01 September 2011

The BBC reports that a haul of picks, flakes and hand axes discovered in Kenya are the oldest remains of advanced stone tools yet discovered.

Archaeologists unearthed the implements while excavating mudstone banks on the shores of Lake Turkana in the remote north-west of the country.  Researchers dated the sediments where the tools were found to 1.76m years old. Until now, the earliest stone tools of this kind were estimated to be 1.4m years old and came from a haul in Konso, Ethiopia.

The largest of the tools are around 20cm long and have been chipped into shape on two sides, a hallmark of more sophisticated stone toolmaking techniques probably developed by Homo erectus, an ancestor of modern humans.The stone tools, made for crushing, cutting and scraping, gave early humans a means to butcher animal carcasses, strip them of meat and crack open their bones to expose the nutritious marrow.

Older, cruder stone tools have been found. The most ancient evidence of toolmaking by early humans and their relatives dates to 2.6m years ago and includes simple pebble-choppers for hacking and crushing. These Oldowan tools, named after the Olduvai gorge in Tanzania, were wielded by our predecessors for around a million years.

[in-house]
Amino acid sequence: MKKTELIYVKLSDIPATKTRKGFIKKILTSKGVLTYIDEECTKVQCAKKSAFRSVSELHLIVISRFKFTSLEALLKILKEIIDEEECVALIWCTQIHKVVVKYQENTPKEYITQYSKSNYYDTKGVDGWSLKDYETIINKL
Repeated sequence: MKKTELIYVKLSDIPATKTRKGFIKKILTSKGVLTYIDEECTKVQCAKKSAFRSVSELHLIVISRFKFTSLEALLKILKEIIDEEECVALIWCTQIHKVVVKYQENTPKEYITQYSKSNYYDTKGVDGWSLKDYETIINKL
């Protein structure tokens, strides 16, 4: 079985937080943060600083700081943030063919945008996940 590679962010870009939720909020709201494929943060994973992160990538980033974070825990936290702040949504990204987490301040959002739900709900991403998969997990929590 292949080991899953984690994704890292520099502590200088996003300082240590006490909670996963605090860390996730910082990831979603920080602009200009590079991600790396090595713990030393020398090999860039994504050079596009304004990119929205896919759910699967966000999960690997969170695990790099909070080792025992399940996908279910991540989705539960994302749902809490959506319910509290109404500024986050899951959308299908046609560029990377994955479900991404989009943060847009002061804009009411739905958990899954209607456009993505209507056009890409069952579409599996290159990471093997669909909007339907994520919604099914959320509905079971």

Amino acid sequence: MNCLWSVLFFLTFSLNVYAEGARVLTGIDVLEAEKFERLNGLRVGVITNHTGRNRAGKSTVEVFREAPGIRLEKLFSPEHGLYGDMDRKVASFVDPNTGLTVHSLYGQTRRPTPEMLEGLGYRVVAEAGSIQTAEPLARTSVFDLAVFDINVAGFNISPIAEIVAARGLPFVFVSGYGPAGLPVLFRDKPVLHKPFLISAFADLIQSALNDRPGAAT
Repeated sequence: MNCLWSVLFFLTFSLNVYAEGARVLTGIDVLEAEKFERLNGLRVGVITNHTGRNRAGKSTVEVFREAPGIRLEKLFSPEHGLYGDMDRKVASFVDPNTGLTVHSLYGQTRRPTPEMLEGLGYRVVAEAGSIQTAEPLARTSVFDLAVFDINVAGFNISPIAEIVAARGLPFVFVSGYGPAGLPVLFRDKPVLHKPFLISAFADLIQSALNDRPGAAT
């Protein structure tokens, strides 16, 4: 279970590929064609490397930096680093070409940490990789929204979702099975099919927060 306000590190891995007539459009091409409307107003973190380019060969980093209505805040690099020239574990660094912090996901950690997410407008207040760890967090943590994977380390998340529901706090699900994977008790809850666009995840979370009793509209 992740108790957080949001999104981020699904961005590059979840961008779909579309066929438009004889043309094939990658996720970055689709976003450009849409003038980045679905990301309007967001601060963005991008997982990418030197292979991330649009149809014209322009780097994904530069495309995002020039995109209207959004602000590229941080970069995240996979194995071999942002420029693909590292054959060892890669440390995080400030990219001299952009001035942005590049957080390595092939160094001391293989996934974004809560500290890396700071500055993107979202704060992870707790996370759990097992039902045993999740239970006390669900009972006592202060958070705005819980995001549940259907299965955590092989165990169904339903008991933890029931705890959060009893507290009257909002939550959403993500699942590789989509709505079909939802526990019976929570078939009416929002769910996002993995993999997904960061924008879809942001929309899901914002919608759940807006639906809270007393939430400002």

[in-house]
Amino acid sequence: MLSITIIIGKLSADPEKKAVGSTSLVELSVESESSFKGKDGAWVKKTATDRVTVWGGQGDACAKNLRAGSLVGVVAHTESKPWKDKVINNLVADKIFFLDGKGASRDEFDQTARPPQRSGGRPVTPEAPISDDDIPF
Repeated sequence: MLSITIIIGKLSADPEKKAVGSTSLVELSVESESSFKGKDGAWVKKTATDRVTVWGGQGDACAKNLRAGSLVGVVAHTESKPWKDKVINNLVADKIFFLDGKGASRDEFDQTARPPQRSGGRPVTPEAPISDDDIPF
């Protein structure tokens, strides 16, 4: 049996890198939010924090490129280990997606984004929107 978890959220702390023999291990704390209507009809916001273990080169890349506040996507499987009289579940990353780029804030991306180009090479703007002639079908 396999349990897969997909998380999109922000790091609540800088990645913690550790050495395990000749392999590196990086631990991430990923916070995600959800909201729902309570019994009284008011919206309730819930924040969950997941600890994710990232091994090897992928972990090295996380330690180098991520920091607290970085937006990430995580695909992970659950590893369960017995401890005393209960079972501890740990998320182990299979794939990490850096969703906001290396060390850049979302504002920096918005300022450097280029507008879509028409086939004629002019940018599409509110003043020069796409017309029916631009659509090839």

The latest collection of stone tools from Kenya belong to a second, more advanced generation of toolmaking. Known as Acheulian tools after a prominent archaeological site in France, they are larger, heavier and have sharp cutting edges that are chipped from opposite sides into the familiar teardrop shape.Most Acheulian stone tools have been recovered from sites alongside fossilised bones of Homo erectus, leading many archaeologists to believe our ancestors developed the technology as an improvement on the Oldowan toolmaking skills they inherited.

Chris Stringer, head of human origins at the Natural History Museum in London and author of a new book The Origin of Our Species, said the latest haul of Acheulian tools were "very crude by the standards of later examples".

Crude or not they are an amazing discovery... to me at least!


Claude said...

It's fascinating! But we should have stopped a while back. I think that we've gone too far. We've been uncivilisating ourselves in the 20th Century.

jams o donnell said...

I feel that way too sometimes Claude

SnoopyTheGoon said...

So, first people who really worked for a living. Cool.

jams o donnell said...

A proto protestant work ethic!

Dragonstar said...

I love all the extra things we keep learning about our distant forebears. Thanks for reporting Jams.

jams o donnell said...

You're welcome dragonstar!